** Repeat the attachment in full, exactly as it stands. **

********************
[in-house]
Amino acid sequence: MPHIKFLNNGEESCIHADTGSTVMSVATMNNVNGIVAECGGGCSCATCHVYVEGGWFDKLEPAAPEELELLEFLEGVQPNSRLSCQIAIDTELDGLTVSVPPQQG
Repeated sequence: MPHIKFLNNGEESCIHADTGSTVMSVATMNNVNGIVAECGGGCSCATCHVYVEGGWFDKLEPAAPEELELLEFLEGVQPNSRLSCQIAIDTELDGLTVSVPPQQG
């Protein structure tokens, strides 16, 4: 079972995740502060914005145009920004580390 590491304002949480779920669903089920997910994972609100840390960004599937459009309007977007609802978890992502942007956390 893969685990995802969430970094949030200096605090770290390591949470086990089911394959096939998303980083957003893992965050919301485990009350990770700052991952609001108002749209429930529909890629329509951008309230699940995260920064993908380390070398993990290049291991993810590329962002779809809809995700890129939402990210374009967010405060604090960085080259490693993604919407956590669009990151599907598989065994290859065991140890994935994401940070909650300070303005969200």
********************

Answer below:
[in-house]
Amino acid sequence: MPHIKFLNNGEESCIHADTGSTVMSVATMNNVNGIVAECGGGCSCATCHVYVEGGWFDKLEPAAPEELELLEFLEGVQPNSRLSCQIAIDTELDGLTVSVPPQQG
Repeated sequence: MPHIKFLNNGEESCIHADTGSTVMSVATMNNVNGIVAECGGGCSCATCHVYVEGGWFDKLEPAAPEELELLEFLEGVQPNSRLSCQIAIDTELDGLTVSVPPQQG
């Protein structure tokens, strides 16, 4: 079972995740502060914005145009920004580390 590491304002949480779920669903089920997910994972609100840390960004599937459009309007977007609802978890992502942007956390 893969685990995802969430970094949030200096605090770290390591949470086990089911394959096939998303980083957003893992965050919301485990009350990770700052991952609001108002749209429930529909890629329509951008309230699940995260920064993908380390070398993990290049291991993810590329962002779809809809995700890129939402990210374009967010405060604090960085080259490693993604919407956590669009990151599907598989065994290859065991140890994935994401940070909650300070303005969200």